I made the mistake of going for the impact before. Having just joined a global organization, I felt from the onset that some aspects of the project I was assigned to, were suboptimal. I expressed this in one of the first meetings only to be told off for it. According to said management, you see I simply could not have known right from wrong in the first week with the company (even though I had about two decades of experience). According to them, I was jumping to conclusions.

Well, I complied and bid my time. Six months into the project, as I gained more knowledge, my initial perception and feeling had only exasperated. More even, this feeling that the project was flawed and would eventually flop was demotivating. It felt like being trapped on a sinking boat.

I found it baffling at first that said leader refused to have the “leaks on the boat” looked at, but I understood eventually, that more than the “safety of the vessel,” the leader was concerned with his own image. So he’d put his denial blinkers on and actively ignored anyone who tried to make him see.

The lesson I learned then, is to keep quiet and keep low. I learned that more than anything, some forerunners are concerned with maintaining the status quo. I can’t blame them. After so many years of changes and crises, I would also wish for a time of peaceful ruling.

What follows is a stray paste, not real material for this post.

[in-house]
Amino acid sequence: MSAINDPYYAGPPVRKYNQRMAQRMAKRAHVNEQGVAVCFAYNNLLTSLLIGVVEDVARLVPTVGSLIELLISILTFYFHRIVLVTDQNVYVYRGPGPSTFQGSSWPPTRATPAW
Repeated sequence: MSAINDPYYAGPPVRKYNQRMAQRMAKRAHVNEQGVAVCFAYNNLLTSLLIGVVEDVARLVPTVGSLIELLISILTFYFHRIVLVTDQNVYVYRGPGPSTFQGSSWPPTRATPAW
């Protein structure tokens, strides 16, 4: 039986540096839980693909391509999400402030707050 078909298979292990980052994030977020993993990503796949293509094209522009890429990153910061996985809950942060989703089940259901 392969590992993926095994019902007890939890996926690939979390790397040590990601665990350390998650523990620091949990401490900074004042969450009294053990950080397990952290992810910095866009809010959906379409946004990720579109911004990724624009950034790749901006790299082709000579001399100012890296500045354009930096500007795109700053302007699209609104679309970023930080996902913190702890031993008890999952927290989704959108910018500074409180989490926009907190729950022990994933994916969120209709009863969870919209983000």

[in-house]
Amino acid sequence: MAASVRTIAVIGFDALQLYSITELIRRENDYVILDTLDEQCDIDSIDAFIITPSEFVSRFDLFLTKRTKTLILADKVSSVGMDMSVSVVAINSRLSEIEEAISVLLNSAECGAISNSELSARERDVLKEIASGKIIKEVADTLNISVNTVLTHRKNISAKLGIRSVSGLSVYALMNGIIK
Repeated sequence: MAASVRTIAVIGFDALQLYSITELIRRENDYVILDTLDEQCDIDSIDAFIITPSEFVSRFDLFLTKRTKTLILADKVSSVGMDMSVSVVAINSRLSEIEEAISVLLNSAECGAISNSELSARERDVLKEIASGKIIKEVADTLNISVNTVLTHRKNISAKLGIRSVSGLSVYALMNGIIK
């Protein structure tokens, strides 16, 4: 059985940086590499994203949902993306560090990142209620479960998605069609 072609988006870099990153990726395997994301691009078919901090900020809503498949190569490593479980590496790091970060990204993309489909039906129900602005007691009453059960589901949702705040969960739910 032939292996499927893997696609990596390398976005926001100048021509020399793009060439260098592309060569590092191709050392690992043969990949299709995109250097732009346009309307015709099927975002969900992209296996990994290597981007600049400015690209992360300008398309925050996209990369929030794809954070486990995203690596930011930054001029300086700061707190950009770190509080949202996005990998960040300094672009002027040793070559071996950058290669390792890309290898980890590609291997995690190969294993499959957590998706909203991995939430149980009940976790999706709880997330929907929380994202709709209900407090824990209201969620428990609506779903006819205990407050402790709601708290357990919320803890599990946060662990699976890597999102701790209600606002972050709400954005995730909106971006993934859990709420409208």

What this young generation needs to learn is patience. That some things that really, really matter, like love, or job fulfillment, joy, love of life, self-confidence, a skill set…all of these things take time. The overall journey is long and difficult.” (00:09:03) 

Patience is so 1970’s 

Sinek probably means well, but is there a way in which we can help each other without resorting to scare tactics and stereotyping? People fall in love all the time. It happens in an instant. Learning, for some of the Millennials, takes place the same way.

I remember learning to play violin in music school, back when I was eight, or nine. For three years I had never done my homework, yet I was an a-grade student (5-grade in Soviet standards). Why was I not doing my homework?

I never needed to. The teacher would play the piece in class and I could just come back next day and reproduce it. Don’t ask me how I did it. It just happened.

One day, my teacher decided to grade my homework with a 3. When I asked her “Why the low mark?” much like Sinek in the above quote she told me that, “I needed to learn patience and practice. That I could not go through life not doing my homework!” When I asked her why she marked me with a 3 and not a lower grade, she told me that it was because I had played “so well.”

I quit music school that day. Yes, I was rebellious, but primarily I quit because I was not going to allow a system that did not embrace my strengths, shape me. This understanding obviously, only came later. At the time my response was just an impulse, a whim.

The “qualified” is outrun by the “gifted”

You might decry me for a “spoilt brat,” but after you’ve done so, I’d like to invite you to dig a little deeper. Could what’s happening here be distracting us from what really matters? Could we, the Millennials have been born looking like you, but endowed with an awakened sense which in your case, due to various evolutionary reasons, might still be dormant?

Before we shed our fur and bipedalled into erudite humans, we were first and foremost organisms, driven not by our levels of ingenuity, age, or length of tenure, but by our instincts.

Could it be that instinct, intuition, and empathy are making a comeback with our generation?


♥♥ This is the 1st post of the ‘Confessions of a Millennial’ series. Subscribe to our newsletter & be the first to hear when the next one is published.